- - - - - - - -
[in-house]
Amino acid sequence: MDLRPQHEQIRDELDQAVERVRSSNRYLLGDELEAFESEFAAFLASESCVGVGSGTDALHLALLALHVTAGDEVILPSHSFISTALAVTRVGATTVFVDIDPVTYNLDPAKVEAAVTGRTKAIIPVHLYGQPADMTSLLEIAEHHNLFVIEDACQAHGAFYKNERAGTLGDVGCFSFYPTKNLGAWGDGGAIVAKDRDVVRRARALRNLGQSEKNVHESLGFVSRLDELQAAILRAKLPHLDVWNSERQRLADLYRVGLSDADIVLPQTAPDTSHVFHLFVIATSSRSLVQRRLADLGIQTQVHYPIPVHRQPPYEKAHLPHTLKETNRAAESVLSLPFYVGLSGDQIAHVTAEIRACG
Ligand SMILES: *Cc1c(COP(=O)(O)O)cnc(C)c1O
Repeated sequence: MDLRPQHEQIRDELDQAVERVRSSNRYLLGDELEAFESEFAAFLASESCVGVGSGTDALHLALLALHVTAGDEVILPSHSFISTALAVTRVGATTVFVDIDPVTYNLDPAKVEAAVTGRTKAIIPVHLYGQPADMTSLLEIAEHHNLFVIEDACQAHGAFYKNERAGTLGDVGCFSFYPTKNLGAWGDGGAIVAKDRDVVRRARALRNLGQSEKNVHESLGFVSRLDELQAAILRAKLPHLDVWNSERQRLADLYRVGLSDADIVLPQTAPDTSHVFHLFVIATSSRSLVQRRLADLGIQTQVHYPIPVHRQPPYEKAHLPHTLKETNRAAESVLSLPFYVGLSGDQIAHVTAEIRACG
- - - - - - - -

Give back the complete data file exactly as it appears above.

[in-house]
Amino acid sequence: MDLRPQHEQIRDELDQAVERVRSSNRYLLGDELEAFESEFAAFLASESCVGVGSGTDALHLALLALHVTAGDEVILPSHSFISTALAVTRVGATTVFVDIDPVTYNLDPAKVEAAVTGRTKAIIPVHLYGQPADMTSLLEIAEHHNLFVIEDACQAHGAFYKNERAGTLGDVGCFSFYPTKNLGAWGDGGAIVAKDRDVVRRARALRNLGQSEKNVHESLGFVSRLDELQAAILRAKLPHLDVWNSERQRLADLYRVGLSDADIVLPQTAPDTSHVFHLFVIATSSRSLVQRRLADLGIQTQVHYPIPVHRQPPYEKAHLPHTLKETNRAAESVLSLPFYVGLSGDQIAHVTAEIRACG
Ligand SMILES: *Cc1c(COP(=O)(O)O)cnc(C)c1O
Repeated sequence: MDLRPQHEQIRDELDQAVERVRSSNRYLLGDELEAFESEFAAFLASESCVGVGSGTDALHLALLALHVTAGDEVILPSHSFISTALAVTRVGATTVFVDIDPVTYNLDPAKVEAAVTGRTKAIIPVHLYGQPADMTSLLEIAEHHNLFVIEDACQAHGAFYKNERAGTLGDVGCFSFYPTKNLGAWGDGGAIVAKDRDVVRRARALRNLGQSEKNVHESLGFVSRLDELQAAILRAKLPHLDVWNSERQRLADLYRVGLSDADIVLPQTAPDTSHVFHLFVIATSSRSLVQRRLADLGIQTQVHYPIPVHRQPPYEKAHLPHTLKETNRAAESVLSLPFYVGLSGDQIAHVTAEIRACG